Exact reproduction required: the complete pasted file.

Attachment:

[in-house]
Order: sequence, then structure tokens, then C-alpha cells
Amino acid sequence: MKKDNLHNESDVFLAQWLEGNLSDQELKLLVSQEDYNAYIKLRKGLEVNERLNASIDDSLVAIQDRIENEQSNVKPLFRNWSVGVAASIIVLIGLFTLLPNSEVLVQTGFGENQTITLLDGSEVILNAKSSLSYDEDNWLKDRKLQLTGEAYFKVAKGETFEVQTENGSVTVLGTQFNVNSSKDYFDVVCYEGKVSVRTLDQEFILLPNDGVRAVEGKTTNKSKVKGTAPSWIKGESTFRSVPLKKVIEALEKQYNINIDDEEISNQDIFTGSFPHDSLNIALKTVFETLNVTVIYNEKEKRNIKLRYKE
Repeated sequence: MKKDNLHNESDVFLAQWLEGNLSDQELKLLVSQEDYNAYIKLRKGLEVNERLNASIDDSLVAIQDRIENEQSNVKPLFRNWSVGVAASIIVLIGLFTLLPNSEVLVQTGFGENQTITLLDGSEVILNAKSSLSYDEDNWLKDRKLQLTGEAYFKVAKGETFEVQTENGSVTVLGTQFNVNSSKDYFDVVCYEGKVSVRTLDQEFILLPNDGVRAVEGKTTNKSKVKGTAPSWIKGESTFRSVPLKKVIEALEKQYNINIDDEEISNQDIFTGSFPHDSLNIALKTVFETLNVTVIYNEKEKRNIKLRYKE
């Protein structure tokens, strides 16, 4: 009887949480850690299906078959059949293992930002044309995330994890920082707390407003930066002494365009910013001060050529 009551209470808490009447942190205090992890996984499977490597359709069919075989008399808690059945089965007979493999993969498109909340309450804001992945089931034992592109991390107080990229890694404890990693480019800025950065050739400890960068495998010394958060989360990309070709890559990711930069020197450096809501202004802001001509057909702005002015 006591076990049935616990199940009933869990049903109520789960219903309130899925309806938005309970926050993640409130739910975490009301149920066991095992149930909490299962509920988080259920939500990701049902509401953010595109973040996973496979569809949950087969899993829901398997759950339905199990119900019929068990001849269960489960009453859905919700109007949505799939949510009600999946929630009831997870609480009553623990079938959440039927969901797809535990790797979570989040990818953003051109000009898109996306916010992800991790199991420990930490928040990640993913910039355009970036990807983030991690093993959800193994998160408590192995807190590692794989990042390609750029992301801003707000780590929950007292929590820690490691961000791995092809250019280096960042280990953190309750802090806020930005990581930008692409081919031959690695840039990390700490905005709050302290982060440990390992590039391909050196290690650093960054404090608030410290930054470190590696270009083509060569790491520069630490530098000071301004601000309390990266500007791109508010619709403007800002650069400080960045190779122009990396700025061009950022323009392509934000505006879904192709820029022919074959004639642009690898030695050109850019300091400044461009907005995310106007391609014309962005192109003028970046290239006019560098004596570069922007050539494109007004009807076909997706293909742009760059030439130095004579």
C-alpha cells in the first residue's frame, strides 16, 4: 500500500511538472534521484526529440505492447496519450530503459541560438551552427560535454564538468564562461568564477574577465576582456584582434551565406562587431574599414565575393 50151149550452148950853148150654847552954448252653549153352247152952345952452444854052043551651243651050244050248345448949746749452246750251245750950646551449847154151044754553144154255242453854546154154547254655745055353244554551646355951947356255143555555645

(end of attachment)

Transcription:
[in-house]
Order: sequence, then structure tokens, then C-alpha cells
Amino acid sequence: MKKDNLHNESDVFLAQWLEGNLSDQELKLLVSQEDYNAYIKLRKGLEVNERLNASIDDSLVAIQDRIENEQSNVKPLFRNWSVGVAASIIVLIGLFTLLPNSEVLVQTGFGENQTITLLDGSEVILNAKSSLSYDEDNWLKDRKLQLTGEAYFKVAKGETFEVQTENGSVTVLGTQFNVNSSKDYFDVVCYEGKVSVRTLDQEFILLPNDGVRAVEGKTTNKSKVKGTAPSWIKGESTFRSVPLKKVIEALEKQYNINIDDEEISNQDIFTGSFPHDSLNIALKTVFETLNVTVIYNEKEKRNIKLRYKE
Repeated sequence: MKKDNLHNESDVFLAQWLEGNLSDQELKLLVSQEDYNAYIKLRKGLEVNERLNASIDDSLVAIQDRIENEQSNVKPLFRNWSVGVAASIIVLIGLFTLLPNSEVLVQTGFGENQTITLLDGSEVILNAKSSLSYDEDNWLKDRKLQLTGEAYFKVAKGETFEVQTENGSVTVLGTQFNVNSSKDYFDVVCYEGKVSVRTLDQEFILLPNDGVRAVEGKTTNKSKVKGTAPSWIKGESTFRSVPLKKVIEALEKQYNINIDDEEISNQDIFTGSFPHDSLNIALKTVFETLNVTVIYNEKEKRNIKLRYKE
């Protein structure tokens, strides 16, 4: 009887949480850690299906078959059949293992930002044309995330994890920082707390407003930066002494365009910013001060050529 009551209470808490009447942190205090992890996984499977490597359709069919075989008399808690059945089965007979493999993969498109909340309450804001992945089931034992592109991390107080990229890694404890990693480019800025950065050739400890960068495998010394958060989360990309070709890559990711930069020197450096809501202004802001001509057909702005002015 006591076990049935616990199940009933869990049903109520789960219903309130899925309806938005309970926050993640409130739910975490009301149920066991095992149930909490299962509920988080259920939500990701049902509401953010595109973040996973496979569809949950087969899993829901398997759950339905199990119900019929068990001849269960489960009453859905919700109007949505799939949510009600999946929630009831997870609480009553623990079938959440039927969901797809535990790797979570989040990818953003051109000009898109996306916010992800991790199991420990930490928040990640993913910039355009970036990807983030991690093993959800193994998160408590192995807190590692794989990042390609750029992301801003707000780590929950007292929590820690490691961000791995092809250019280096960042280990953190309750802090806020930005990581930008692409081919031959690695840039990390700490905005709050302290982060440990390992590039391909050196290690650093960054404090608030410290930054470190590696270009083509060569790491520069630490530098000071301004601000309390990266500007791109508010619709403007800002650069400080960045190779122009990396700025061009950022323009392509934000505006879904192709820029022919074959004639642009690898030695050109850019300091400044461009907005995310106007391609014309962005192109003028970046290239006019560098004596570069922007050539494109007004009807076909997706293909742009760059030439130095004579």
C-alpha cells in the first residue's frame, strides 16, 4: 500500500511538472534521484526529440505492447496519450530503459541560438551552427560535454564538468564562461568564477574577465576582456584582434551565406562587431574599414565575393 50151149550452148950853148150654847552954448252653549153352247152952345952452444854052043551651243651050244050248345448949746749452246750251245750950646551449847154151044754553144154255242453854546154154547254655745055353244554551646355951947356255143555555645